Life – live here

Live – live here
Be my bride. The smile I forgot to smile. The smile on the lips of life is our smile.
He is boulder face, he is without life, he does not smile, when he lives he smiles.
But who can live here amongst the ice and boulders of this world.
That cry within – life, live here, for us.

That meaningful vote – a penny in a rusty tin can in the hand of the destitute poor – the world.

Life we cry, live here, thrive here in this dark evil wood.

That meaningful vote – a treaty with the seven-headed beast of the apocalypse, run, hide; but all the caves are one bright and colourless light.

Emotions in space

Here is an emotion drifting in space, too close to the sun and it burns; too far away and it freezes just like real emotions. Give space to your emotions and your thoughts will be creative. Keep your emotions at the right temperature.

Well, here is one emotion drifting in space, the space walker reported it to earth. It’s harmless at the moment, it’s not angry and it’s not happy. A very placid cool emotion if you ask me. If you pushed it with your hand it would swish away like some fish in the water.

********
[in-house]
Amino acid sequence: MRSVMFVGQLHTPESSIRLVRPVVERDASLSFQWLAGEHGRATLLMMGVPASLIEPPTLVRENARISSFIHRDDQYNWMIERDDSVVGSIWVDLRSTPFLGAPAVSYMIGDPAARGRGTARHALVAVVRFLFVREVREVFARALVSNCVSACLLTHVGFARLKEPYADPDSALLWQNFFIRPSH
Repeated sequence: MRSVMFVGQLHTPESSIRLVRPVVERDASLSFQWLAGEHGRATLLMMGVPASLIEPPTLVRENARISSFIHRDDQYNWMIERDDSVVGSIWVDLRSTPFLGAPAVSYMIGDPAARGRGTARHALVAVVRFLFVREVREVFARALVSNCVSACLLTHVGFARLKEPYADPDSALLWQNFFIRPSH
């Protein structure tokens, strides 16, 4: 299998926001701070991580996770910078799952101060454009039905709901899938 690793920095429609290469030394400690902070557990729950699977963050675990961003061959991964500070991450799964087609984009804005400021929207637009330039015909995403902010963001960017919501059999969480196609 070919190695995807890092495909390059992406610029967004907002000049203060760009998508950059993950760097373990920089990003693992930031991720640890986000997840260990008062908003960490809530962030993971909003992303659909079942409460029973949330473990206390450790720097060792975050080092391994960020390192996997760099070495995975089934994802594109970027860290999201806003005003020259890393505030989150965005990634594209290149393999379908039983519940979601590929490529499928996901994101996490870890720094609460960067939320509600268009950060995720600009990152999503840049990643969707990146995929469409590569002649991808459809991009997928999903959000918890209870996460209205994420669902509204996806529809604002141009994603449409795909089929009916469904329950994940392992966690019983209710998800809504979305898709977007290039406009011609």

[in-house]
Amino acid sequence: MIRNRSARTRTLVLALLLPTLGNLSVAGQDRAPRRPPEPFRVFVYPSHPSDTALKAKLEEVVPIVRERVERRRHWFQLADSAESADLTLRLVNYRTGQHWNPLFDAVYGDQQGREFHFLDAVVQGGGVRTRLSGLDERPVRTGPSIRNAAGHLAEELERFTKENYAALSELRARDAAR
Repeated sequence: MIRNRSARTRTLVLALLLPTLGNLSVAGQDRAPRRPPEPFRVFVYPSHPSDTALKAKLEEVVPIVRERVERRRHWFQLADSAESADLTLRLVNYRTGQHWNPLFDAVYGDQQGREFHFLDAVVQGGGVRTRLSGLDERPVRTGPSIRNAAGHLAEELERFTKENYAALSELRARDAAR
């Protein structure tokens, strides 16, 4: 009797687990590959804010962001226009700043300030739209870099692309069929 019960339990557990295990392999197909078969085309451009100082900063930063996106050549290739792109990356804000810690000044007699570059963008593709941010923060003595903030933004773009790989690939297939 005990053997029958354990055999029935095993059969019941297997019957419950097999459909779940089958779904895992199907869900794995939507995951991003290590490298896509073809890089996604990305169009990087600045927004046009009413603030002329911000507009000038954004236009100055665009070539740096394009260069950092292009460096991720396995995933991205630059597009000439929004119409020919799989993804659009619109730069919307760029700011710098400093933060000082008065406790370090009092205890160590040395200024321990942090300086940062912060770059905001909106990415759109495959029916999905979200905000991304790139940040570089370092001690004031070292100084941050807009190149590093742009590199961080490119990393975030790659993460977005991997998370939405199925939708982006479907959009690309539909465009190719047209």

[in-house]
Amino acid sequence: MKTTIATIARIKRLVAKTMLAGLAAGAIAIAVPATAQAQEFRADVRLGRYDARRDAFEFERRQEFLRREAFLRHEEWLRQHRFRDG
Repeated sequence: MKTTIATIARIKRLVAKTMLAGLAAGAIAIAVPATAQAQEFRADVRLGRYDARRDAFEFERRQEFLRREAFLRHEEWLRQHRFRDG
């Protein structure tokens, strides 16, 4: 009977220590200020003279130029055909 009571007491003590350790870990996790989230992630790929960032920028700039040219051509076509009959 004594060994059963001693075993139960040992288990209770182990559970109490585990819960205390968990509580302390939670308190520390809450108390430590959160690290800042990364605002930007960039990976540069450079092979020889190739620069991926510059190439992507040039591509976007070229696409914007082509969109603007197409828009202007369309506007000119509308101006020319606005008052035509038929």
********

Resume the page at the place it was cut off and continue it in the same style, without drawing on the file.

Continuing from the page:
Emotions don’t survive death. These emotions drifting in space have been here for millions of years; intelligent enough to know the zone in space where life can exist and sensitive enough to stay in place in their zone around the mighty star.

Emotions drifting in space have no legs to run away; no arms to embrace with; no head to belittle them. They have no eyes or ears or breath and they can live forever in perfect peace.

The Cellar

 

330 party for honoured guest (6)

Inside Cellar Walls